Conclusions
Patients with bipolar disorder suffer from cognitive deficits that are milder but qualitatively similar to those of patients with schizophrenia. These findings support the notion that schizophrenia and bipolar disorder show greater phenotypic similarity in terms of the nature than severity of their neuropsychological deficits.
Keywords: bipolar disorder, schizophrenia, cognitive testing, neuropsychology, biomarker
Despite the historical and current nosological distinction between bipolar disorder (BD) and schizophrenia (SZ), there is emerging evidence that these conditions might share some genetic susceptibility (Craddock et al 2006; Potash 2006). Not only do BD and SZ share certain phenomenological characteristics, they also have similar ages of onset, sex distributions, and prevalence (Bramon and Sham 2001). Family studies suggest partial disease overlap, possibly related to the presence of psychosis, brain imaging studies reveal similarities (Pearlson et al 1997; Pearlson et al 1989), and molecular studies have identified genomic regions that might represent shared genetic susceptibility (Berrettini 2004). Indeed, Crow (1997) argued that schizophrenia does not reflect a natural category, and that we ought to conceptualize psychoses on a continuum. Conversely, Goldberg (1999) pointed out some obvious distinctions between SZ and BD, including differences in their clinical course, associated levels of functional impairment, and response to medications (Goldberg et al 1993; Gourovitch et al 1999).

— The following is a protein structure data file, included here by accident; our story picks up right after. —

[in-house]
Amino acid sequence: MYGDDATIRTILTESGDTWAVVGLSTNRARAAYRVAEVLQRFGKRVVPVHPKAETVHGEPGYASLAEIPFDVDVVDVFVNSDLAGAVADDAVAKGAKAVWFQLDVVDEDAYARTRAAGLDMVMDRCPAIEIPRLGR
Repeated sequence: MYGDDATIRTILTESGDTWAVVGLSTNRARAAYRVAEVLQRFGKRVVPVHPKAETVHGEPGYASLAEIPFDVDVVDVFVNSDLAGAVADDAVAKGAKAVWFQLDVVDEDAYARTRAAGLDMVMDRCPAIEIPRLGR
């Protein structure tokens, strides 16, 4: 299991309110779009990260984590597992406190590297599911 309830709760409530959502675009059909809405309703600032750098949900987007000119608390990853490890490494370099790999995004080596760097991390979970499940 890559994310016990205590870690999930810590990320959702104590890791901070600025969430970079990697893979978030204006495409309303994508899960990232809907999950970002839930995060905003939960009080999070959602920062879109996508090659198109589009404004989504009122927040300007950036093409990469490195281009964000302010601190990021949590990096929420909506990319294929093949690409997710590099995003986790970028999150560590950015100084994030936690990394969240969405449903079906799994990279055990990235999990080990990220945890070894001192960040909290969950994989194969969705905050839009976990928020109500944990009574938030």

One obstacle to elucidating susceptibility genes in BD and SZ is the difficulty defining heritable phenotypes (Leboyer et al 1998), as phenotypic misclassification reduces the power of linkage studies. Consequently, determining whether SZ and BD are characterized by similar or different neuropsychological profiles could be useful, especially if they are distinct enough to serve as illness markers (Glahn et al 2006; Glahn et al 2003).